• There is an extra return on the performance of the index.
  • Extensive capital protection secures the investment, even in the event of negative performance, up to a defined threshold.
  • The profit protection guarantees a minimum profit for both certificates, as soon as the performance of the index reaches a certain threshold towards the end of the term.

These mechanisms not only offer investors additional potential return, but also protect their investment in the Zurich certificates from greater loss in the event of suboptimal performance. In this respect, certificates have a clear advantage over funds, which are popular with Swiss investors. Those who invest in funds profit from the positive price development of the funds, but also participate in the negative performance. An investment in Zurich certificates, on the other hand, increases the chances of return while minimizing the risk of loss. If there is a price correction during the term, investors do not have to accept a loss up to the capital protection limit, and can participate fully in the event of a gain.

Investment product with and without life insurance

Zurich Invest Certificate with a term of five years is aimed at a broad audience. It is suitable as an innovative entry-level product for young people aged 18 and over, as their bank accounts currently yield practically zero percent interest. For "best agers" aged 50 and over, the certificate is suitable as an interim solution in financial and pension planning or as a reinvestment option for investments that are maturing. The product is also ideal for all those who want to supplement or diversify their insurance and investment portfolio. The minimum amount is CHF 10,000.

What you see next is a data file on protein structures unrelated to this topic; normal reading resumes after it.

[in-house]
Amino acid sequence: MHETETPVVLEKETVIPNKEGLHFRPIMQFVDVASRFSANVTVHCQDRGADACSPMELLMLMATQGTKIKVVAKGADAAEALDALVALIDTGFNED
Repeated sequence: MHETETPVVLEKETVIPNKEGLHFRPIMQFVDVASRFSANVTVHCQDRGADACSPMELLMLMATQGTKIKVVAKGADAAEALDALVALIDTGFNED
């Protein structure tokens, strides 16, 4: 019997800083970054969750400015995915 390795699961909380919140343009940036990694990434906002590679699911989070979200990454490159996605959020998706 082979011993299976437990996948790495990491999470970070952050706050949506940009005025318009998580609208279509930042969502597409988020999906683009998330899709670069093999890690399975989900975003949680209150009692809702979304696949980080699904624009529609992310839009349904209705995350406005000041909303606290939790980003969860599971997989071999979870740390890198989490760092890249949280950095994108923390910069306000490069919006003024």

CapitalCertificate with a term of ten years is aimed at investors between the age of 50 and 65 . You benefit from the advantages of a life insurance policy (income tax-free payout, protection in the event of death, bankruptcy privileges and inheritance privileges) coupled with the benefits of a certificate investment. If the insured person dies during the contract term, beneficiaries are paid out the market value of the certificate, but at least 101% of the investment. The minimum deposit is CHF 20,000. The stamp duty of 2.5%, which is payable on the single premium in the case of a life insurance policy, is covered by Zurich.

What you should know about debentures

The debenture is a bond for which investors generally receive interest. In return, they leave the issuer of the bond, the so-called issuer, a defined amount for a certain period of time, i.e. with a fixed repayment date. In this respect, debentures function somewhat like loans, but are more flexible in terms of maturity, interest and selling them. Debentures can have maturities of up to 30 years, and they can be traded like other securities.

Anyone who buys a debenture basically grants the issuer nothing other than a long-term loan. Investors thus do not become shareholders, but instead creditors without any voting or membership rights. The issuer undertakes to repay the creditor the interest accrued and the amount invested at the end of the term.

Debentures come in various forms. The most important are:

  • Bonds, which come in a variety of forms
  • Federal bonds, also known as government bonds or public bonds
  • Certificates; available in countless versions and forms